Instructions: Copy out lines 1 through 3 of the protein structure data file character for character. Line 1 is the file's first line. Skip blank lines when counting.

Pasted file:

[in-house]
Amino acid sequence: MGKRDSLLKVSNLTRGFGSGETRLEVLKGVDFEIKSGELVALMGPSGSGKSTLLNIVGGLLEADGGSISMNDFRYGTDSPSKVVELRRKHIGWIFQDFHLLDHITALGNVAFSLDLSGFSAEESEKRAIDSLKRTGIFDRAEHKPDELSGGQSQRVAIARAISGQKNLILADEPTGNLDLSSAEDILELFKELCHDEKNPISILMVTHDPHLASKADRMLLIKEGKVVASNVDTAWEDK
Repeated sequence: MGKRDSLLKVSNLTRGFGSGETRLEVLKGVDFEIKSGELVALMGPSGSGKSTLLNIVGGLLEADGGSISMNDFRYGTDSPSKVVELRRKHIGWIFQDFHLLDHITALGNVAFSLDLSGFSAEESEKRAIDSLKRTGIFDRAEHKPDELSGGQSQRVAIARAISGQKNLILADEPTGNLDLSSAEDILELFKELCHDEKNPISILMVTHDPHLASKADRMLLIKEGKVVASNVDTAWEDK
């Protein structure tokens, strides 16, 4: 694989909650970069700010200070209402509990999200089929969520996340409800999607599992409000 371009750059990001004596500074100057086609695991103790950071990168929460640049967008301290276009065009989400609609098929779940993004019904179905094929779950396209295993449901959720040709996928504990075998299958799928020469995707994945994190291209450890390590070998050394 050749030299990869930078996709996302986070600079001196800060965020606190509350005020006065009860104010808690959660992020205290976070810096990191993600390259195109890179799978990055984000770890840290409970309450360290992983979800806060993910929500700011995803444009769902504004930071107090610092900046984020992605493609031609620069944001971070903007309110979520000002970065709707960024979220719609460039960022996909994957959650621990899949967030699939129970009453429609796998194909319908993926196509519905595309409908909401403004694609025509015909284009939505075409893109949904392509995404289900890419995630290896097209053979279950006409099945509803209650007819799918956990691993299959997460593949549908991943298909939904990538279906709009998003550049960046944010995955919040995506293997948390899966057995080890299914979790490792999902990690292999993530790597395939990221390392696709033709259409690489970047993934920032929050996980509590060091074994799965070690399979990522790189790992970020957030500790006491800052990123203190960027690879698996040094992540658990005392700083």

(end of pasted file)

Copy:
[in-house]
Amino acid sequence: MGKRDSLLKVSNLTRGFGSGETRLEVLKGVDFEIKSGELVALMGPSGSGKSTLLNIVGGLLEADGGSISMNDFRYGTDSPSKVVELRRKHIGWIFQDFHLLDHITALGNVAFSLDLSGFSAEESEKRAIDSLKRTGIFDRAEHKPDELSGGQSQRVAIARAISGQKNLILADEPTGNLDLSSAEDILELFKELCHDEKNPISILMVTHDPHLASKADRMLLIKEGKVVASNVDTAWEDK
Repeated sequence: MGKRDSLLKVSNLTRGFGSGETRLEVLKGVDFEIKSGELVALMGPSGSGKSTLLNIVGGLLEADGGSISMNDFRYGTDSPSKVVELRRKHIGWIFQDFHLLDHITALGNVAFSLDLSGFSAEESEKRAIDSLKRTGIFDRAEHKPDELSGGQSQRVAIARAISGQKNLILADEPTGNLDLSSAEDILELFKELCHDEKNPISILMVTHDPHLASKADRMLLIKEGKVVASNVDTAWEDK